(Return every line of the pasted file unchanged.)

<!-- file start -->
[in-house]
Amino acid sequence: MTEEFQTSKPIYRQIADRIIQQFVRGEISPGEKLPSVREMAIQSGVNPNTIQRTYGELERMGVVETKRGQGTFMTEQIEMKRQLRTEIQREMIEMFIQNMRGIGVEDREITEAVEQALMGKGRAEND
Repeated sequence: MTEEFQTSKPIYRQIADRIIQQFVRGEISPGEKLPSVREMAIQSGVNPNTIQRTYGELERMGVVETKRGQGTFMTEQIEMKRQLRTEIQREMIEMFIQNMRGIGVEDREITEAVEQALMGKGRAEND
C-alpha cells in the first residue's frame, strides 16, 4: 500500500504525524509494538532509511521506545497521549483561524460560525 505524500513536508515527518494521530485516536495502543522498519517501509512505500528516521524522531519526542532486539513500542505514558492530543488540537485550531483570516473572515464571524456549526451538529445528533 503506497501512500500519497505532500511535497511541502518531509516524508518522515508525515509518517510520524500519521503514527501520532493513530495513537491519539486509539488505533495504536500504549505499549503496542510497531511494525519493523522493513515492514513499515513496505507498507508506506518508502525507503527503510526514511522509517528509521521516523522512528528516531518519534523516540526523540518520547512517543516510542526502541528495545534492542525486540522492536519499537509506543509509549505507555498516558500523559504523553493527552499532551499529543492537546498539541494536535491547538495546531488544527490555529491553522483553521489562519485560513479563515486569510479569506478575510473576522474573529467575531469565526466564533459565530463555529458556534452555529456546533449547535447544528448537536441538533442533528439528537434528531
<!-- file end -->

[in-house]
Amino acid sequence: MTEEFQTSKPIYRQIADRIIQQFVRGEISPGEKLPSVREMAIQSGVNPNTIQRTYGELERMGVVETKRGQGTFMTEQIEMKRQLRTEIQREMIEMFIQNMRGIGVEDREITEAVEQALMGKGRAEND
Repeated sequence: MTEEFQTSKPIYRQIADRIIQQFVRGEISPGEKLPSVREMAIQSGVNPNTIQRTYGELERMGVVETKRGQGTFMTEQIEMKRQLRTEIQREMIEMFIQNMRGIGVEDREITEAVEQALMGKGRAEND
C-alpha cells in the first residue's frame, strides 16, 4: 500500500504525524509494538532509511521506545497521549483561524460560525 505524500513536508515527518494521530485516536495502543522498519517501509512505500528516521524522531519526542532486539513500542505514558492530543488540537485550531483570516473572515464571524456549526451538529445528533 503506497501512500500519497505532500511535497511541502518531509516524508518522515508525515509518517510520524500519521503514527501520532493513530495513537491519539486509539488505533495504536500504549505499549503496542510497531511494525519493523522493513515492514513499515513496505507498507508506506518508502525507503527503510526514511522509517528509521521516523522512528528516531518519534523516540526523540518520547512517543516510542526502541528495545534492542525486540522492536519499537509506543509509549505507555498516558500523559504523553493527552499532551499529543492537546498539541494536535491547538495546531488544527490555529491553522483553521489562519485560513479563515486569510479569506478575510473576522474573529467575531469565526466564533459565530463555529458556534452555529456546533449547535447544528448537536441538533442533528439528537434528531